Locals react to gaming referendum
CHARLES TOWN – Casting ballots during winter’s first snowfall, Jefferson County residents overwhelmingly voted to allow table games at Charles Town Races & Slots last Saturday, approving the referendum with over 59 percent of the vote, besting anti-gambling activists 6,279 to 4,343 at county polling stations.
Jefferson County voters had defeated a similar referendum to bring table games to CTRS over two years ago, with 56 percent of county residents voting against the measure. The 2007 referendum was criticized for not providing enough money for local schools. Subsequently, Jefferson County state delegates worked out a revised table games bill which allocated a greater portion of table games tax revenues to the local school board.
Jefferson County voters appear to have been won over by the revised bill with the referendum winning victories in almost every precinct in Jefferson County. In only four precincts did opponents of table games best the proponents, two of which were located in the immediate vicinity of Shepherdstown: Bethel United Methodist Church, which recorded 261 “no” votes to 233 “yes” votes, and Shepherdstown Elementary School, which recorded 224 “no” votes to 221 “yes” votes. Voters in precinct 13B, voting at CW Shipley Elementary School, and voters in Precinct 14, voting at Camp Hill Weley Methodist Church, also recorded more “no” votes than “yes”.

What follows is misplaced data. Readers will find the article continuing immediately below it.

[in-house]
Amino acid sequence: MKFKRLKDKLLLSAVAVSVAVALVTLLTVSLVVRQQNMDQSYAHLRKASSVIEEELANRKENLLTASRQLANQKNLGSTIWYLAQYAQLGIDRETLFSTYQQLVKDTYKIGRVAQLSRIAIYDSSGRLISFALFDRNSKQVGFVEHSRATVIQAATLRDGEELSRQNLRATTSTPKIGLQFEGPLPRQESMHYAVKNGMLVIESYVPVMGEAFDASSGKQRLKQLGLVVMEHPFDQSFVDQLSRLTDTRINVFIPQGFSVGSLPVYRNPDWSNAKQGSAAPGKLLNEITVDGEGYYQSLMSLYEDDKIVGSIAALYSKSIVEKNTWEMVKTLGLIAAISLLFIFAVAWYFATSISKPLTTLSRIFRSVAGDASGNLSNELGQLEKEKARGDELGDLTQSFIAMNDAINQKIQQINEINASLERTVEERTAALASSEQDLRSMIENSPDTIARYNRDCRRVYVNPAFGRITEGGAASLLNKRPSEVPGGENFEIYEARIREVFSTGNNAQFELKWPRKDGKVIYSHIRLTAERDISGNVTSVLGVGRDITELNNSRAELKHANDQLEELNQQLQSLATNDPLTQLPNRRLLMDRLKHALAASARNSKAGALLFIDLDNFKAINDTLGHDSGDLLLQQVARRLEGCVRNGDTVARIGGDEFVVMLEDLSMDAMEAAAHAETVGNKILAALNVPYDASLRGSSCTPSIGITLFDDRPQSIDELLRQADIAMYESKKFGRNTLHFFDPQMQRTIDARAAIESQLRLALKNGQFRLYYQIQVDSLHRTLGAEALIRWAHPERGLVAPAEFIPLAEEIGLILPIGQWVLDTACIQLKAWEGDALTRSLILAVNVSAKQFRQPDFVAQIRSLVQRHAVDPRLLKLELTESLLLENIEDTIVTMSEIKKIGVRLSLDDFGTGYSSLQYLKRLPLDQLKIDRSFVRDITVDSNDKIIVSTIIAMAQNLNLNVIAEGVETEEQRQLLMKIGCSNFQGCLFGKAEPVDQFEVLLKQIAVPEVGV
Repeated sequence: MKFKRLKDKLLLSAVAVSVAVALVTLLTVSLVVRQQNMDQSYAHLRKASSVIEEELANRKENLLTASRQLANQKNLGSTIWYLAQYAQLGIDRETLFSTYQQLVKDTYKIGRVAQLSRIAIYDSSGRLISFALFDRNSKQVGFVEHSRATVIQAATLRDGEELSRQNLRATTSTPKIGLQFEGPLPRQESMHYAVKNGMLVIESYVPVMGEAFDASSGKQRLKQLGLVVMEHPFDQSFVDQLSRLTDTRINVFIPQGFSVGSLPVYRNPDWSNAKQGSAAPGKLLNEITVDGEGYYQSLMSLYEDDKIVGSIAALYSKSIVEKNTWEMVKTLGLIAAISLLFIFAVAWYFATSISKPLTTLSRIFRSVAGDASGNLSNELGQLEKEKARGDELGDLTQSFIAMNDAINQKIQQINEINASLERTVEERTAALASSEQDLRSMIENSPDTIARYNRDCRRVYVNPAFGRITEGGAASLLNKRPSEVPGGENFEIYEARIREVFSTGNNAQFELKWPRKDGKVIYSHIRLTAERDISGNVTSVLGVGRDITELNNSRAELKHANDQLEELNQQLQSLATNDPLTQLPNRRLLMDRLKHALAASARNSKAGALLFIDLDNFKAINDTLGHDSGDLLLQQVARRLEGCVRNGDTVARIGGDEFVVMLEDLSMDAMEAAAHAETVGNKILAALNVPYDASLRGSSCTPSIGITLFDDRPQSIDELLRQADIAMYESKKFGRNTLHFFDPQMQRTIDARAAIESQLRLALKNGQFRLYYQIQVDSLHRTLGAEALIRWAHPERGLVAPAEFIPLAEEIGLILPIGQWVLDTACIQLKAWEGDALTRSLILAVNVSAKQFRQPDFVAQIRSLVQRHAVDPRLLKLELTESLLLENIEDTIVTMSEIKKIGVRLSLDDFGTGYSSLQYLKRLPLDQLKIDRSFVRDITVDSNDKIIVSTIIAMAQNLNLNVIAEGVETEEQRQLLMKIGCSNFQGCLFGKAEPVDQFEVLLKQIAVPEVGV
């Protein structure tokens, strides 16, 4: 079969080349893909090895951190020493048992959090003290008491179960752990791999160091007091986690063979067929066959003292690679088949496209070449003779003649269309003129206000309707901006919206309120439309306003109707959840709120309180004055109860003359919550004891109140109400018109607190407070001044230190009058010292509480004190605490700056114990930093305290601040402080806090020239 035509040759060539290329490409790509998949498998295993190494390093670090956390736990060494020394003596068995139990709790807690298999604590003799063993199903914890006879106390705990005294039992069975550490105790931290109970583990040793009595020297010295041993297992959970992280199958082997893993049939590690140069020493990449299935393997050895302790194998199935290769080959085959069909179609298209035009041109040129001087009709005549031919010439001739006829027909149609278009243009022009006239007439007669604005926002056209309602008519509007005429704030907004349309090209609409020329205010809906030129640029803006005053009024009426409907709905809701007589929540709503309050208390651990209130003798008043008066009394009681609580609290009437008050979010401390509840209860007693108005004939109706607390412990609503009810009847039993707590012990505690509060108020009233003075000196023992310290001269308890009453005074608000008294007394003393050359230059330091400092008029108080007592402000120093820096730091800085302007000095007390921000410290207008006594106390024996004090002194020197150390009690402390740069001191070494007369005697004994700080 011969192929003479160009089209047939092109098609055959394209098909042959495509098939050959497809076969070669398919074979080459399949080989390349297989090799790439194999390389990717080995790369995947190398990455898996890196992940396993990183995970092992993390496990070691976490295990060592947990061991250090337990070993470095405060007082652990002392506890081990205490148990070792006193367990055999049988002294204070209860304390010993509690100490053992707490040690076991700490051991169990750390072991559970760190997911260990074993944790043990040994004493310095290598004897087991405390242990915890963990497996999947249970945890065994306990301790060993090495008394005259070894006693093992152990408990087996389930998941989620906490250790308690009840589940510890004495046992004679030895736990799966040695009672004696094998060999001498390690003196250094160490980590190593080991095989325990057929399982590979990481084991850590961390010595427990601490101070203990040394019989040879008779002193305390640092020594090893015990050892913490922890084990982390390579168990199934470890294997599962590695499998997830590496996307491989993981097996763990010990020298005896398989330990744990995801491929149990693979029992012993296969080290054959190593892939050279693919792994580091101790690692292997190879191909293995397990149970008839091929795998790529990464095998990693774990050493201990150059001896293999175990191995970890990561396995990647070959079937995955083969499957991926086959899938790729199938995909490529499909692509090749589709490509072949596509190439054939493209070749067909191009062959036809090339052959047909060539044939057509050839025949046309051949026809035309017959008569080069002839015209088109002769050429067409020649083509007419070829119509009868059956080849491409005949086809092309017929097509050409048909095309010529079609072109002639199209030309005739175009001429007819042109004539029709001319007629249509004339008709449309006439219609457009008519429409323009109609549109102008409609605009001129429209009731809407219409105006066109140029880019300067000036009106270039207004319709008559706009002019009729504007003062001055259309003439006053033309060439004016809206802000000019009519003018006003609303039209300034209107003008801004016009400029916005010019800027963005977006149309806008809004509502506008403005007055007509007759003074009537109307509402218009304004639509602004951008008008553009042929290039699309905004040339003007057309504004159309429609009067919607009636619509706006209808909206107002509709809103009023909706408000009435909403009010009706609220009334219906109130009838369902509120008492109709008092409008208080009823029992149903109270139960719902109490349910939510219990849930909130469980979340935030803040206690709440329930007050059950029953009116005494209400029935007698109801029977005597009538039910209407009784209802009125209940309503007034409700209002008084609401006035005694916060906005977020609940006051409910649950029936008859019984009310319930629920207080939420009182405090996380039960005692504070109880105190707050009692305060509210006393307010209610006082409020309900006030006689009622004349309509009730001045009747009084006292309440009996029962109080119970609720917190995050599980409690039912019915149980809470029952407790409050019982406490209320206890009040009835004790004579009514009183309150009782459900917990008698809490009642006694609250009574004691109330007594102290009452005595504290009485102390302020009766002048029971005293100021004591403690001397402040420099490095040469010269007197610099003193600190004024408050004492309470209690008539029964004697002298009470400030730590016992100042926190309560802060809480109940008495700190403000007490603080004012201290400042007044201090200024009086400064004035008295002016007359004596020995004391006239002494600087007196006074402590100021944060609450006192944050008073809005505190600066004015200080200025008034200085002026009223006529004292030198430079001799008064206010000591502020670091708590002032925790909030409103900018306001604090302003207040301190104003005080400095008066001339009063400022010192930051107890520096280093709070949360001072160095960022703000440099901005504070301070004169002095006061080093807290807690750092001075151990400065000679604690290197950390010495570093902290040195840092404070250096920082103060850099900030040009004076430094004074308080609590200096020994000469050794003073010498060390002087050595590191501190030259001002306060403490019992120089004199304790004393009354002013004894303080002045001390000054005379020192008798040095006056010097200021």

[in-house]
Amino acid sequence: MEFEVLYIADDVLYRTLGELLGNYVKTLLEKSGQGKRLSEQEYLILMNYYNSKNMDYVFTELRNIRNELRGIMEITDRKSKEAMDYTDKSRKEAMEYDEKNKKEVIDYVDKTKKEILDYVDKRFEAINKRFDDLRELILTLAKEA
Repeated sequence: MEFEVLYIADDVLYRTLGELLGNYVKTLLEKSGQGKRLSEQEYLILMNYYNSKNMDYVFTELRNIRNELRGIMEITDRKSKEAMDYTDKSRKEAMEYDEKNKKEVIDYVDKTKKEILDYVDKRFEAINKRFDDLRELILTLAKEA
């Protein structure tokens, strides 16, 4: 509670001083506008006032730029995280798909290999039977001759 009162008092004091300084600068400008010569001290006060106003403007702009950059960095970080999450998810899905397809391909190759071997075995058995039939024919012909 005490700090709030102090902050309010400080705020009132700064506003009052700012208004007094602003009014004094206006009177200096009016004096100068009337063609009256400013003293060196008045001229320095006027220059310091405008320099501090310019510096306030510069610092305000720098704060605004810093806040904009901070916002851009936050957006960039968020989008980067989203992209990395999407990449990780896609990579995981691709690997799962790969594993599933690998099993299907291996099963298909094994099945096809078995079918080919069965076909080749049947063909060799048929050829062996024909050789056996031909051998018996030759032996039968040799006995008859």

Of the six precincts representing greater Shepherdstown, four were in favor of the table games referendum, albeit narrowly. Voters at Trinity Episcopal Church on German St. approved of table games 108 to 103, voters at Covenant Baptist Church approved table games 258 to 249. Likewise, voters in precinct 35A, voting at the Shepherdstown Fire Hall, approved table games 173 to 165. Bucking the local close-vote trend, voters in precinct 35B, also voting at the Shepherdstown Fire Hall, overwhelmingly approved of table games, besting opponents 201 to 14.
Shepherdstown resident, college student and gambling enthusiast Allie Nasteff of Princess St. said she voted for table games as a way to boost the local economy. “It will give local people who are unemployed job opportunities.” Said Nasteff, adding “Oh, and more fun to be had for gamblers!”
Shepherdstown resident Kerry Krogstead voted against the measure, saying that the local economy needed to diversify rather than become too dependant on one or two industries. “We need to get more blue-chip companies in this area, more technology jobs in this area. We need better jobs than just the minimum wage jobs offered by the track,” said Krogstead.
Another local resident, 25-year-old Shepherd student Hunter Kerns of North Mill Street, did not vote in the referendum despite being registered here. Kerns, who grew up in Berryville, said that he did not feel entitled to vote in a community which he plans on leaving once he graduates.
According to state law, Jefferson County voters cannot hold another referendum to recall table games for at least five years, and any referendum proposal to remove table must be preceeded by a petition bearing the signatures of 5 percent of county eligible voters.